Those who present the case for Parker becoming more human – the estimable Max Allan Collins in this Mystery*File review, say, or more recently, by inference, the effervescent Tucker Stone in this Factual Opinion review – point to Parker gathering together his "friends" to take on the Outfit, and more specifically to a scene two-thirds into the novel once he's done so. Taking the question of the relationship between Parker and his associates first, I think it's a mistake to view the heisters Parker brings to Tyler as his pals. Sure, they're men he can trust – to an extent – but they're hardly friends; it's not as if Parker hangs out with any of them when he's not working (inviting the guys upstate, Parker in Bermuda shorts, the convivial host, slapping some steaks on the grill, passing round a six-pack... nah, can't see it), and for their part, they're essentially in Tyler to make some money. Parker is basically assembling a hit squad of co-workers, much as he did in The Outfit (Parker #3, 1963), with a definite aim in mind.

As to the specific scene, that hinges on why Parker is even bothering to get Grofield back – the argument being that, hitherto, Parker would have done the practical thing and left him behind. I suspect, however, that there's something more meta going on here. It's a question that Westlake himself addresses after Parker explains that the twelve of them will launch an assault on the Outfit to retrieve Grofield, after which we get this passage: 

His intensity had startled them a little. Nobody said anything until Handy McKay, speaking very quietly, said, "That's not like you."

What kind of shit was this? Parker had expected a back-up from Handy, not questions. He said, "What's not like me?"

"A couple things," Handy said. "For one, to go to all this trouble for somebody else. Grofield, me, anybody. We all of us here know we got to take care of ourselves, we're not the Travelers Aid Society. You, too. And the same with Grofield. What happens to him is up to him."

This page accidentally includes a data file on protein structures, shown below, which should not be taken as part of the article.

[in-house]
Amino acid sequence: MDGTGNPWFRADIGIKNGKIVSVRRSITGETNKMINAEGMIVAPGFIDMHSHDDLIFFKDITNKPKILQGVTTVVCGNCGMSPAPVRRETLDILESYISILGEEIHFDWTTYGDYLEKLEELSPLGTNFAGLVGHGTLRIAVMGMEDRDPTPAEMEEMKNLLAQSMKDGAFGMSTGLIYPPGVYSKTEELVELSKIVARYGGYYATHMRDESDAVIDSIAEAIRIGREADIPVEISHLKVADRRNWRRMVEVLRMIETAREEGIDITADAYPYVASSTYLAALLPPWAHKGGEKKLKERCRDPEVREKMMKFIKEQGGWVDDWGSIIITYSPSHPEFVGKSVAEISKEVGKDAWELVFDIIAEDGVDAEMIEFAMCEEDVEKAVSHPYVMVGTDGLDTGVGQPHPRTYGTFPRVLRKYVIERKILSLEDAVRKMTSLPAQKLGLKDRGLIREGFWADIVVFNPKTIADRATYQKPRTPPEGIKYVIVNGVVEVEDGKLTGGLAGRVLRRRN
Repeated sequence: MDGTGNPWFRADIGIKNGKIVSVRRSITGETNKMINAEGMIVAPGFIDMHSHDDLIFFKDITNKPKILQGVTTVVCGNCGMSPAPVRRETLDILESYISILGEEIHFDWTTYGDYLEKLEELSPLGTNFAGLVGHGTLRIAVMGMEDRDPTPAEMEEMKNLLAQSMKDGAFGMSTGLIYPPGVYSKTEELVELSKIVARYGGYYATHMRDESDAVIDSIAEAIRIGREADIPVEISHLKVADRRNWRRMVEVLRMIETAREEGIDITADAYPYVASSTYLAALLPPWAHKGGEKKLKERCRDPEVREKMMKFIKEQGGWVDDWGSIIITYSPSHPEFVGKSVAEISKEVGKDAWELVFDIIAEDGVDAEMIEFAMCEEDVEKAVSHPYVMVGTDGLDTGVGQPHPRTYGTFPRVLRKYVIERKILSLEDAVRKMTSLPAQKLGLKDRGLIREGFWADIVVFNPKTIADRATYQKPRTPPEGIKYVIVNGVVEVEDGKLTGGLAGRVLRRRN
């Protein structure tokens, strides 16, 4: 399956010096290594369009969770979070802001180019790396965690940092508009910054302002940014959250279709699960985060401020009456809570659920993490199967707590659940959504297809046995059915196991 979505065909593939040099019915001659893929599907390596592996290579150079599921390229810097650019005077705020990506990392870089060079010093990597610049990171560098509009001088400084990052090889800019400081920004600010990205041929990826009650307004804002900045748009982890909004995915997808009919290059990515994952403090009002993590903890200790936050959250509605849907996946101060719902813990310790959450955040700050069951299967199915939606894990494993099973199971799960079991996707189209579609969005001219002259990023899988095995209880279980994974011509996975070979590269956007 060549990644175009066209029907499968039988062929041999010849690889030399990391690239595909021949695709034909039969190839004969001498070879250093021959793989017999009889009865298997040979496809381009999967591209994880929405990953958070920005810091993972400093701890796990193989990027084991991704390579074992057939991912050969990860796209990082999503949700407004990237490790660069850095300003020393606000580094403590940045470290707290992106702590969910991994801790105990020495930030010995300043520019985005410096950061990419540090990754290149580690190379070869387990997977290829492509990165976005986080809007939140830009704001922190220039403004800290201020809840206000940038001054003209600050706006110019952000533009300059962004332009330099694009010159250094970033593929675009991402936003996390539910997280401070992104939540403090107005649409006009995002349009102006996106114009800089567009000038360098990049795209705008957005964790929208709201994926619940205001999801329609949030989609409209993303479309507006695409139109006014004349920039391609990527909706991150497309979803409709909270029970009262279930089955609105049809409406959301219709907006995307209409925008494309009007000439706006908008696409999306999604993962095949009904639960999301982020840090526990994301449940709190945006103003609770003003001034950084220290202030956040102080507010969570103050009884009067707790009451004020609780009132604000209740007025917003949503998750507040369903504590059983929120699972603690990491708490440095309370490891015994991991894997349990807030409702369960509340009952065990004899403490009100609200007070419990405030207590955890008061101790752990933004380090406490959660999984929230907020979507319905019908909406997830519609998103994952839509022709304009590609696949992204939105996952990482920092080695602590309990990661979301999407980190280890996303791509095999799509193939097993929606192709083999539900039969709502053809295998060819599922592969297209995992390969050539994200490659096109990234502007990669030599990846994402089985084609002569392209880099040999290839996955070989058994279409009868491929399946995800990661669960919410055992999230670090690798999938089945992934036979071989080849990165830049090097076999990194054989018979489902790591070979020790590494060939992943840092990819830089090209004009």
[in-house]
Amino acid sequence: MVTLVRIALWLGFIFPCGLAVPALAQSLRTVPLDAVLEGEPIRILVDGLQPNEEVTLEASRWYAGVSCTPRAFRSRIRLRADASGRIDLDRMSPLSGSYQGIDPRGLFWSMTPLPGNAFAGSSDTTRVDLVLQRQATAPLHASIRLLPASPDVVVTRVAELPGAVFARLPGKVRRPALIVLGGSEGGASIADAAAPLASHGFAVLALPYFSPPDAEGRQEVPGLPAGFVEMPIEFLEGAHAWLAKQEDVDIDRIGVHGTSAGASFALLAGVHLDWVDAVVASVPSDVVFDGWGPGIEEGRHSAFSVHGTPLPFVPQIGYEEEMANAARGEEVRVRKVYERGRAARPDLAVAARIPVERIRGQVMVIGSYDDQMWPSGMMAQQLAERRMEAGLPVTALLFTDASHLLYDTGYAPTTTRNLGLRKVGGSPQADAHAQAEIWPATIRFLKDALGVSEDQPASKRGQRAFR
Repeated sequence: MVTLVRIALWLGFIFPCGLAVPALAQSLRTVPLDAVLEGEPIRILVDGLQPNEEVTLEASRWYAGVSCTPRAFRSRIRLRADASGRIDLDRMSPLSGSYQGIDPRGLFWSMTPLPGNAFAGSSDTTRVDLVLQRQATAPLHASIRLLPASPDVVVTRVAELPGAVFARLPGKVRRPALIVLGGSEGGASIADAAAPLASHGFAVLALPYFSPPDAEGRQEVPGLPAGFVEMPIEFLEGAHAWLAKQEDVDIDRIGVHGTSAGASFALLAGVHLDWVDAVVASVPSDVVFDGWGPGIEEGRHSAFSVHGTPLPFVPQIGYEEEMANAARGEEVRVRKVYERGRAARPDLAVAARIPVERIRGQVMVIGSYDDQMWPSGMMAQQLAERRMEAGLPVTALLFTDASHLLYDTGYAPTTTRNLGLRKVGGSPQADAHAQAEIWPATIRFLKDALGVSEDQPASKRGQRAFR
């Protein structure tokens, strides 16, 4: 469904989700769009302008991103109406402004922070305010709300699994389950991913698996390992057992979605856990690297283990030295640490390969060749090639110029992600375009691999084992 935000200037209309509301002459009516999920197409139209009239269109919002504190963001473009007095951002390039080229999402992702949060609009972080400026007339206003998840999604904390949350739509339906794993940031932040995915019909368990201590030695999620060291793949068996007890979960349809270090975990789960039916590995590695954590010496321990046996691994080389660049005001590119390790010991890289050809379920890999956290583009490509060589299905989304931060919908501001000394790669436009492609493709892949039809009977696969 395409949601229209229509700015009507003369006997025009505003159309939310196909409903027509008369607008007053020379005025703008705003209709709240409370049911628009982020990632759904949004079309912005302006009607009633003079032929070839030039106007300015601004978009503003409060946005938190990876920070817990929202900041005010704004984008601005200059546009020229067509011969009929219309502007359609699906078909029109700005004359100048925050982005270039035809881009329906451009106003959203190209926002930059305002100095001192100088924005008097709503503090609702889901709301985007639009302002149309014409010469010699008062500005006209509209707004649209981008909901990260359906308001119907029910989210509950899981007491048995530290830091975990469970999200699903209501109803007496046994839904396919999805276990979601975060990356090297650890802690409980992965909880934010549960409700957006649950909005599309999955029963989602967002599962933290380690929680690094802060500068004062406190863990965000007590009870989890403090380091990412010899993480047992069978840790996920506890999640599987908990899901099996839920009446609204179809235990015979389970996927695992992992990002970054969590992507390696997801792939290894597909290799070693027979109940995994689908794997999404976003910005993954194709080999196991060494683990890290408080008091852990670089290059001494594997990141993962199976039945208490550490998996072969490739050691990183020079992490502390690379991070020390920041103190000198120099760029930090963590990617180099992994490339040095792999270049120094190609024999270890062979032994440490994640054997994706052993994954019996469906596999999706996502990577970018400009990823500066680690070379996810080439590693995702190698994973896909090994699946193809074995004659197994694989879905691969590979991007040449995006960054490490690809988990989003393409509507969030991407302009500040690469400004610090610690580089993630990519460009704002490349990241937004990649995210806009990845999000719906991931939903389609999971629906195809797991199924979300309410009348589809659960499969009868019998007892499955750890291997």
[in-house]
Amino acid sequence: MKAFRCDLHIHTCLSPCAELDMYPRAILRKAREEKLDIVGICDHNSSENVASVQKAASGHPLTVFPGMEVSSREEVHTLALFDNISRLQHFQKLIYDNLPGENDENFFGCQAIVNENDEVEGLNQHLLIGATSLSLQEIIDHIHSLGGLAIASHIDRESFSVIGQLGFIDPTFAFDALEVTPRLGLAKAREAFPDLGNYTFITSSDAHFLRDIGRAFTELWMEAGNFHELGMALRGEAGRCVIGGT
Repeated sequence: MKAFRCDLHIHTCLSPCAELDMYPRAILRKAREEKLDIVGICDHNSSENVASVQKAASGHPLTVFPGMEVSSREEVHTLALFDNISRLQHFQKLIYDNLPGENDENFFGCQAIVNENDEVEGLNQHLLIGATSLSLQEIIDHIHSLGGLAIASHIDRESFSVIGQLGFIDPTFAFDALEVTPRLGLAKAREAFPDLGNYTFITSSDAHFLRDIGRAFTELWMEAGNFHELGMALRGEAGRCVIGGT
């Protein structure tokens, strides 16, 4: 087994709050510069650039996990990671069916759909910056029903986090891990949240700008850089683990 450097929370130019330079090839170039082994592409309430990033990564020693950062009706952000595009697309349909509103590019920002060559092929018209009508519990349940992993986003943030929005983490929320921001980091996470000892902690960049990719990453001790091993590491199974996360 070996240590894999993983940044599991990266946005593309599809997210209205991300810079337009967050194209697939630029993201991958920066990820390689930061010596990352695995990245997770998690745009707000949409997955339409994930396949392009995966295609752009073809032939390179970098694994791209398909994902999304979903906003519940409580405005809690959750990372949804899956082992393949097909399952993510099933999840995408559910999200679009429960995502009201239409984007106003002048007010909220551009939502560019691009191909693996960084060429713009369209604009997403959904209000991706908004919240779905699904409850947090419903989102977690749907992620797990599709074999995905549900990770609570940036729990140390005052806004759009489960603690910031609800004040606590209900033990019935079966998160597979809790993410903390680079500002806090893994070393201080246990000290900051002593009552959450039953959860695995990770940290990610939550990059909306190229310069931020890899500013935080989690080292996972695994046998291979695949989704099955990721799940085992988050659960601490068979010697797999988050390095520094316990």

"Not when they send him to me piece by piece," Parker said. "If they kill him, that's one thing. If they turn him over to the law, get him sent up, that's his lookout. But these bastards rang me in on it."

Handy spread his hands, letting that point go. "The other thing," he said, "is revenge. I've never seen you do anything but play the hand you were dealt. Now all of a sudden you want a bunch of people dead."

Parker got to his feet. He'd been patient a long time, he'd explained things over and over, and now he was getting itchy. Enough was enough. "I don't care," he said. "I don't care if it's like me or not. These people nailed my foot to the floor, I'm going round in circles, I'm not getting anywhere. When was it like me to take lumps and just walk away? I'd like to burn this city to the ground, I'd like to empty it right down to the basements. And I don't want to talk about it anymore, I want to do it. You're in, Handy, or you're out. I told you the setup, I told you what I want, I told you what you'll get for it. Give me a yes or a no."

What Westlake is doing here is directly addressing us, the readers. Westlake doesn't care that it's slightly out of character for Parker to want to rescue Grofield: the author simply wishes to write a climactic assault on the Outfit compound, which he subsequently does, with nerve-jangling bravado. It could be argued that the transition is clumsily handled, that for a brief moment the gears and levers of the plot become visible; but Westlake understands this, admits that's the case, and dares us to either go along with him or give up on the story. Get on board, he's saying, or get gone.

Structurally, Butcher's Moon marks something of a departure from previous books in the series. Westlake dispenses with the traditional four parts in favour of a continuous, largely linear narrative. Again, that's in keeping with both the apogeic nature of the enterprise – there's little time for Stark Cutaways as we barrel towards the finish line – and the more experimental aspects of the late-1960s/early-1970s Parker novels. That Westlake arrived at what is in essence a standard novel approach having spent the previous four Parkers tinkering with structure is perhaps surprising, but by dint of its formal ordinariness and additional – but again more familiar in comparison to other, non-Stark novels – length (it's a lot longer than the Parkers' typical 160 pages), perversely, Butcher's Moon actually stands out from the crowd.